7. The cameras white balance can be locked to a specific temperature.
  8. The cameras can be set to auto white balance and locked to maintain one white balance for the entire shoot.
  9. The cameras can be set to auto exposure and locked to maintain one exposure for the entire shoot.
  10. The cameras are still having their firmware being developed.

Con:

  1. Extream cold of -20C would result in some of the cameras producing weird color.
  2. Camera sometime stops responding to button presses and need to insert a wire in the reset switch.
  3. The cameras cannot be started all at the same time. Even setting them to start with power on and plugging them in does not work. I got as much as 8 frames different with 8 cameras. Nor having them first on standby then add power. Likely if they were all on standby and the trigger buttons were all wired together then they would start a bit closer together. The connectors are very small and need optical-isolation switch to trigger them. skills and hardware I don't have. So I have not tested.
  4. The camera does not have a video mode that takes advantage of the full size of the image sensor. The sensor is 3:2 but the video is cropped down to 16:9 using only 84% of the possible video height requiring that many more cameras to cover the full 360°.
  5. Rolling shutter resulting in a jello effect in some video. Global shutter is necessary to freeze each frame as it happens.
  6. Can not record at 60fps at full FoV.
  7. Part of the camera options are extension cables to move the lens and CCD away from the camera guts. This allows to tightly pack lenses lessening the parallax errors, but as a trade off leaves a mass of equipment in the nadir.

Unfortunately to get 1080P at 60 fps using global shutter synchronized over several cameras is not going to be a $80 per camera solution anytime soon.

The limitations of 30fps, a rolling shutter that causes jello, and the inability to genlock the cameras does not make this a professional solution. It does make a very inexpensive solution that is fun to experiment with.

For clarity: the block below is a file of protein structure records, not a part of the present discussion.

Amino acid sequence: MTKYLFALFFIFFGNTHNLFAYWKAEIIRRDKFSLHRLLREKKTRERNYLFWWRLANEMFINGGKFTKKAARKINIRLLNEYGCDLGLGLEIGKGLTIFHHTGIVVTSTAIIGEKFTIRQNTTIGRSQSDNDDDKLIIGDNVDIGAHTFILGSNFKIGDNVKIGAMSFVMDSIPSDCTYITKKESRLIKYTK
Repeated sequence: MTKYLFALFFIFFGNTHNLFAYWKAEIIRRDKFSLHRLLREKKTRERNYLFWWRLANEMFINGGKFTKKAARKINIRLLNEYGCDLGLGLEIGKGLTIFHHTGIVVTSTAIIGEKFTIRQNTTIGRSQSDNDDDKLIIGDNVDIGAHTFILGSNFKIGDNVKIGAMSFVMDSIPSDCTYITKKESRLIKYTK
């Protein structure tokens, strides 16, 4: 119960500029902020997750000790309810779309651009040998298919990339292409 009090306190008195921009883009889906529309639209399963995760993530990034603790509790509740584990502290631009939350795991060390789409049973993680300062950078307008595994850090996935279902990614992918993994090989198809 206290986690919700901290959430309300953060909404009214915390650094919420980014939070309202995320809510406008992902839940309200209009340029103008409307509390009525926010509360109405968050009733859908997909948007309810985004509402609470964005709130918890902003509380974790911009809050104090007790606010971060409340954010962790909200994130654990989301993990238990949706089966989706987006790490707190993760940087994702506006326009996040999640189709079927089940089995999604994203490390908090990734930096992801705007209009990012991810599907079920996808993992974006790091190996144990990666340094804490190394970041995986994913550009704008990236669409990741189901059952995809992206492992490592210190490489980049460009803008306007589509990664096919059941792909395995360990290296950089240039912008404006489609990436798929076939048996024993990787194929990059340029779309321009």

Options for Spherical Mono Panoramic camera rig

Using the wide angle "C" lens option that is available in Jan 2015, 6 around in portrait pointing slightly down to cover the horizon and 2 more in landscape to cover the zenith. This will capture almost 95% of the sphere.

In the future, the developer should add more recording formats, including an uncropped one using the full CCD but at a reduced image size. Then will be able to arrange the cameras into a cube format with every other camera rotated 90. Timelapse and photo mode use the full CCD. But to be useful requires an external control to trigger all the cameras at once.

Swapping out the stock lens for something wider should allow using only 4 cameras in a tilt up, tilt down, tilt up, tilt down config similar to the Sphericam.

Swapping out the stock lens for something wider should allow using 6 cameras in a tilt up, down, up, down, up, down configuration.

Print your own 360 S3D Panoramic camera rig

Bartosz Barlowski created a 3D printable model based on my design that you can download from Thingiverse.

Page last modified February 5, 2014